The recently completed al-Saadah building in SBUT's Bhendi Bazaar cluster redevelopment project

Business World

The Covid-19 outbreak has forced us to change the way we live, work, and think. Mumbai is among the worst hit cities in the country and the spread of the virus is exacerbated by the city’s congested living spaces. Communities living in congested and unhygienic infrastructures like Dharavi and BDD chawls became easy targets for the Coronavirus due to lack of proper hygiene & sanitation, fresh air and open areas.

Every year, thousands flock to the financial capital in hopes of upgrading their lives, but unfortunately, the city has not been upgrading itself. It is plagued by several infrastructural inadequacies and sadly, with time, Mumbaikars have also accepted them.

Sometimes, communities are reluctant to embrace the change as they have become accustomed to living in poor conditions. The residents of this vibrant city have resigned to a state of apathy. But the pandemic reminded us that when it comes to living spaces in the city, there is a dire need to find a sustainable solution to this long-standing problem.

Why planned redevelopment is the solution to Mumbai’s woes

Each year thousands of people come to Mumbai in search of livelihood opportunities and with the hope of a better life. This influx of people has led to a sharp increase in the city’s population density and resulted in further space crunches in an already overburdened city. More than 40% of Mumbai’s population lives in slums. With space being in acute shortage, families are forced to live in cramped spaces – it’s not uncommon for families with 5-7 members to share a home that measures around 150-200 square feet. These congested spaces lack necessities like fresh water, fresh air, and proper sanitation leading to the spread of contagious diseases.

The city also has about 16,000 dilapidated buildings that pose a grave danger to those living in them. These old structures are susceptible to extreme damage under natural calamities, especially during the monsoon season. Every year there is news of decrepit buildings collapsing due to heavy rains, with the loss of human life in some cases. For years, urban developers and planners have been pushing for the decongestion of Mumbai. The pandemic has further highlighted the urgency of creating sustainable urban infrastructure that is future-ready.

Cluster redevelopment, a sustainable solution

Cluster redevelopment is a viable way of revitalising a defined area while also creating more space for Mumbai’s growing population. It is a solution that looks at increasing space and improving the standard of living of an entire neighborhood. This includes wide roads, open spaces, and incorporating sustainable practices like rain water harvesting, and the use of solar energy, among others.

Bhendi Bazaar Redevelopment Acts as a Catalyst

Take the transformation of Bhendi Bazaar as an example of what cluster redevelopment can offer to a city like Mumbai. A part of the city’s rich heritage and vibrant history, Bhendi Bazaar’s infrastructure has been crumbling over the years. The area’s narrow lanes lead to snarling traffic, while the lack of footpaths force pedestrians to spill onto the already congested lanes. Sanitation is a major concern, and inadequate fire and safety measures make this area more susceptible to natural disasters. As per research more than 70% of people live in less than 200 sq-ft of house with over 95 % of the residential and commercial housed as tenants without any owners rights.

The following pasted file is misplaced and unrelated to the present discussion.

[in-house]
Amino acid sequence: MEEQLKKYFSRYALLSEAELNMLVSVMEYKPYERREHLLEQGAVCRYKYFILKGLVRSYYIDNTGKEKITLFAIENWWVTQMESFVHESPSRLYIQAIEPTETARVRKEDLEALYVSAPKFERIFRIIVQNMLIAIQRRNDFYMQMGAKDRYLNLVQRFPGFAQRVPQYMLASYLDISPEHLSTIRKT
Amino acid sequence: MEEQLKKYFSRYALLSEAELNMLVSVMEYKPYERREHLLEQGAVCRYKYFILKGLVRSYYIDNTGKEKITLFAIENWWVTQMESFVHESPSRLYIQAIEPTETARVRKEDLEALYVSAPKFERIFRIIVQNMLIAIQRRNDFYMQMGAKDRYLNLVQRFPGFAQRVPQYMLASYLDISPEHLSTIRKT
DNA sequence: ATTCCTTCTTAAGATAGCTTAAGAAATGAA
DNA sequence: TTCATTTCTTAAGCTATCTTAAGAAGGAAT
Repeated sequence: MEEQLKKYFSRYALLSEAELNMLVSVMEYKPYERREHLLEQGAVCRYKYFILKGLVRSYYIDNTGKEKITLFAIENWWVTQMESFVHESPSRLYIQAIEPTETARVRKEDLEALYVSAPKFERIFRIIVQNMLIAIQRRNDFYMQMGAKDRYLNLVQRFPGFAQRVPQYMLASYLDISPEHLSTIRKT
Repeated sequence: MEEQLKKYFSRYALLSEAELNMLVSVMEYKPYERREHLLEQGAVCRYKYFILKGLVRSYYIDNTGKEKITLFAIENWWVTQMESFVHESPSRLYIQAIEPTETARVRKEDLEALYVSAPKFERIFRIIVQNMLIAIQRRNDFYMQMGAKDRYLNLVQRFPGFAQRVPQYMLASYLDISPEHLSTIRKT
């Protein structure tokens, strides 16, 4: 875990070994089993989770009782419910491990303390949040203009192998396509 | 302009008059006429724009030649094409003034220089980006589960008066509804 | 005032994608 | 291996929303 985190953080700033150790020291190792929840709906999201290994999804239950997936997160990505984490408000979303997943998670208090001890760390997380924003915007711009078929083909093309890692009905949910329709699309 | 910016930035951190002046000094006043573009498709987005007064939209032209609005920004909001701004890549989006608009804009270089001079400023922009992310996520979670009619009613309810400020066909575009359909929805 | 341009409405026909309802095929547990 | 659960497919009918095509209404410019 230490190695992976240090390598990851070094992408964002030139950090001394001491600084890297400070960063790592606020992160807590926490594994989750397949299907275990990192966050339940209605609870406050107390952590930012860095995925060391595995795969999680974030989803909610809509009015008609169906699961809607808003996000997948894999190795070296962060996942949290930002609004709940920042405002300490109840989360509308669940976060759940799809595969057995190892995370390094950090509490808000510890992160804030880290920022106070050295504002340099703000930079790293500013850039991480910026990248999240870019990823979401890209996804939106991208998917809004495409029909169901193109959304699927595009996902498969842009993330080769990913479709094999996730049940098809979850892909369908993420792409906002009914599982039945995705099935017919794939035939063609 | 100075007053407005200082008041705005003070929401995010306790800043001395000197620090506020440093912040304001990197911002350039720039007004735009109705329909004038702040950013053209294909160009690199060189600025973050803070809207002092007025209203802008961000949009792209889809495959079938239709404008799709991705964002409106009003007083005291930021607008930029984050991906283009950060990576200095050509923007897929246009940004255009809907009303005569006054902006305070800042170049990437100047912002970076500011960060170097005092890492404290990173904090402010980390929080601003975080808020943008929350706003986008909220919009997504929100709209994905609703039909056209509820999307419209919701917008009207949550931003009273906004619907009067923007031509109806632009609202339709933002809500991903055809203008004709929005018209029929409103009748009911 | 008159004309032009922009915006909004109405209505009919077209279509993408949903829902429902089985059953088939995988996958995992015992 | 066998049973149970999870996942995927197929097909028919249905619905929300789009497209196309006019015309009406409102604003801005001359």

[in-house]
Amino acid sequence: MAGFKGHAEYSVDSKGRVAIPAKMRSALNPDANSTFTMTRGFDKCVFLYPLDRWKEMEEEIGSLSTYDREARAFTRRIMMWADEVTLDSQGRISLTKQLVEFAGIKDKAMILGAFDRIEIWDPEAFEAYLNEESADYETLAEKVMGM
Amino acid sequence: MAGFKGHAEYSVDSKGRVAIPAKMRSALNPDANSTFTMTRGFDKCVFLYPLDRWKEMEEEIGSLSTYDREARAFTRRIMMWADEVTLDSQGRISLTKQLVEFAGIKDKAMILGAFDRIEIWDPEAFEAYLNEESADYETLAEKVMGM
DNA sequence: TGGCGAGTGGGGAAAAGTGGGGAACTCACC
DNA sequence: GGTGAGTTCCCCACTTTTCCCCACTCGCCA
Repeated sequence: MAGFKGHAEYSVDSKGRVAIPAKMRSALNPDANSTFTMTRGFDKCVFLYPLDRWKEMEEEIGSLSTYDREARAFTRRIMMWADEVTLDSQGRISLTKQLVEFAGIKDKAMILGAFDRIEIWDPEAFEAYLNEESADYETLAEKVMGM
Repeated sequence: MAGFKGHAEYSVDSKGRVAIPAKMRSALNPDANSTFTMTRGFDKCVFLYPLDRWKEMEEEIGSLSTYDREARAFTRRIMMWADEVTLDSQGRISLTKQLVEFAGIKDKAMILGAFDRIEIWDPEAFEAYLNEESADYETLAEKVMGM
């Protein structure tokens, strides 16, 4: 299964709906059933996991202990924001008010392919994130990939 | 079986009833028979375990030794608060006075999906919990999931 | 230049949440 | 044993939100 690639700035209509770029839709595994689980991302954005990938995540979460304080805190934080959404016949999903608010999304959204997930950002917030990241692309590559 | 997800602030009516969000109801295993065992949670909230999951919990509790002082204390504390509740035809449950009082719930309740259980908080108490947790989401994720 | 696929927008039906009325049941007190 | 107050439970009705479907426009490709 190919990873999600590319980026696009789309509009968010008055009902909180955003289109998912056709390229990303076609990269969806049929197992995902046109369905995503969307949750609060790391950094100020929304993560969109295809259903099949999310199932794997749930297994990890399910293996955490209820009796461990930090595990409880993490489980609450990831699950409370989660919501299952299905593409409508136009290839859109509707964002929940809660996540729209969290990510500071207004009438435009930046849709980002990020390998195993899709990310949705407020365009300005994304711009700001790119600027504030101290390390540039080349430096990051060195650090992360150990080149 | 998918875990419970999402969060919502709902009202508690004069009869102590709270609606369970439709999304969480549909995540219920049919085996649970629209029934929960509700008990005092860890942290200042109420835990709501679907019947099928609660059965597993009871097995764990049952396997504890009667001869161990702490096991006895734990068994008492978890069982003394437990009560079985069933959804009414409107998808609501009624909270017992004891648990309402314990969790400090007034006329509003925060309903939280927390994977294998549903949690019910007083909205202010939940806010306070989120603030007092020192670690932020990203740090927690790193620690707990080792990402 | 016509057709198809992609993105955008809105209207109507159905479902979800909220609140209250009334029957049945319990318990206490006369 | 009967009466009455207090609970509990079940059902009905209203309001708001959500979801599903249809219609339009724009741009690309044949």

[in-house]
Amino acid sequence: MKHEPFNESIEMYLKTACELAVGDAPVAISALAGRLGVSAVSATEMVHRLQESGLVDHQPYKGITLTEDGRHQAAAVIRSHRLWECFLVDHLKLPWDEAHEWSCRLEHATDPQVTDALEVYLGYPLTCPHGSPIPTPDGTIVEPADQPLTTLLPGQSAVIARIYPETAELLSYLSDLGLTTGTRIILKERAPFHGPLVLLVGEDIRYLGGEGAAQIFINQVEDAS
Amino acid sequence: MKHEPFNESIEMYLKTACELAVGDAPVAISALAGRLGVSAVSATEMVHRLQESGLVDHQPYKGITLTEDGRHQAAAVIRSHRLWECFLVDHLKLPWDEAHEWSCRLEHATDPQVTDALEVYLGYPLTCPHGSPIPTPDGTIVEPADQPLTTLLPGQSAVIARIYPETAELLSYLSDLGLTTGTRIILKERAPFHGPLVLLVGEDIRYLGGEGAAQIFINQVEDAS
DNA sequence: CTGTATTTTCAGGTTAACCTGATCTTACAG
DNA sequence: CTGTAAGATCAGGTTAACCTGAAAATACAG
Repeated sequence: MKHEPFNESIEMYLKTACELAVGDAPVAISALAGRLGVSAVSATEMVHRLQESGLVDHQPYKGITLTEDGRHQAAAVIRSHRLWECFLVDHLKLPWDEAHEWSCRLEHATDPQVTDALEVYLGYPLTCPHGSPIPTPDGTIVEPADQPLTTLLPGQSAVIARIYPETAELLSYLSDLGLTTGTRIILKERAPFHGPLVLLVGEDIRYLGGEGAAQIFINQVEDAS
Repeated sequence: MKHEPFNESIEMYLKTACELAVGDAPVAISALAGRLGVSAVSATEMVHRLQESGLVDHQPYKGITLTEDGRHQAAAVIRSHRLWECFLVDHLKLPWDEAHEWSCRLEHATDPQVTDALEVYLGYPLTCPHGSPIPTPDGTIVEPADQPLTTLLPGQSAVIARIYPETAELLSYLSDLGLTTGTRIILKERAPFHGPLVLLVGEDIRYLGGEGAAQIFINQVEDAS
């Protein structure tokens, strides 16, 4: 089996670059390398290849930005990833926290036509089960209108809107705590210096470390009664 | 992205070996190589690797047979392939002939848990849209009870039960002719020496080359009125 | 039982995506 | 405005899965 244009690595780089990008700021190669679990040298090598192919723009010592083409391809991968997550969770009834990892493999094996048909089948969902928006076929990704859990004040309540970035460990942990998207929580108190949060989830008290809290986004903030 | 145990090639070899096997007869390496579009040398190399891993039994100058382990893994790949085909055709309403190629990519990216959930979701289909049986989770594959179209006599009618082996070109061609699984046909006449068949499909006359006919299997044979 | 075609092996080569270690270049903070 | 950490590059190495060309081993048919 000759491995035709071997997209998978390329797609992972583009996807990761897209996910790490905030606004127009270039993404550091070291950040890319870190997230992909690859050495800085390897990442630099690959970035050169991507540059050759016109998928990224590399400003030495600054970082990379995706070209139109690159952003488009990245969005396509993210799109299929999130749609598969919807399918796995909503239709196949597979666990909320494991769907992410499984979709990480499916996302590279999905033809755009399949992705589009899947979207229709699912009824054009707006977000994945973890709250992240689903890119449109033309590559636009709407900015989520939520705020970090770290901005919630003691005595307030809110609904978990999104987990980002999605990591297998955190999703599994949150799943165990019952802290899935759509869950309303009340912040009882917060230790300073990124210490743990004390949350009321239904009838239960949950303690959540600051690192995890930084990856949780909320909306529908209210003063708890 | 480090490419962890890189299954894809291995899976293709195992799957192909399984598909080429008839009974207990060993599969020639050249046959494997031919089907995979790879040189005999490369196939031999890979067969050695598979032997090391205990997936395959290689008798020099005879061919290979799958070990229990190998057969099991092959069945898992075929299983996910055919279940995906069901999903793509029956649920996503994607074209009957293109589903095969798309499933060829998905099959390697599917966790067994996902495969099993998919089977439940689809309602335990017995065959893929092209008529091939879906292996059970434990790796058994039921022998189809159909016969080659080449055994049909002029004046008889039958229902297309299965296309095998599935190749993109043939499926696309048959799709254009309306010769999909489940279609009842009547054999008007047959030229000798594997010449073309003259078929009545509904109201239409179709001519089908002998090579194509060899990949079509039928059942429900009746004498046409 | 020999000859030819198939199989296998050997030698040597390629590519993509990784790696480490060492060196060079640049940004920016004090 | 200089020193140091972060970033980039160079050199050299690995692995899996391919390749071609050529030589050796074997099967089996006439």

In 2009, the Dawoodi Bohra community leader, the late Dr Syedna Mohammed Burhanuddin established the Saifee Burhani Upliftment Project to redevelop the 16.5 acres of Bhendi Bazaar, in South Mumbai, in a sustainable and inclusive manner. The redevelopment plan includes creating broad roads and open areas with plenty of greenery. A sewage treatment plant to recycle wastewater, rainwater harvesting, and solar-powered lights in streets and public areas are also part of the plan. The availability of fresh air, water, open spaces and better hygiene will thwart the spread of contagious diseases like Covid-19.

The project has also created a commercial space with the aim of helping the residents grow and succeed. The ‘High Street’ shopping area will also attract new businesses and customers. The redevelopment is aimed at uplifting the lives of all the residents of Bhendi Bazaar both socially and economically.

The first phase of redevelopment – rehousing both residential and commercial owners – was completed at the start of this year, and it has been quite a journey. One of the most important learnings has been that holistic and inclusive planning is crucial for an urban redevelopment project to succeed. We are still striving to optimise the use of resources and reduce costs as we engage residents and businesses to make the model sustainable.

If Mumbai is to be redeveloped with resilient infrastructure at its core, cluster redevelopment projects are the way to do it. All stakeholders must work together to come up with solutions that are inclusive and sustainable so that Mumbai is better prepared in the future to face natural disasters and pandemics, and can continue to be known as the City of Dreams.

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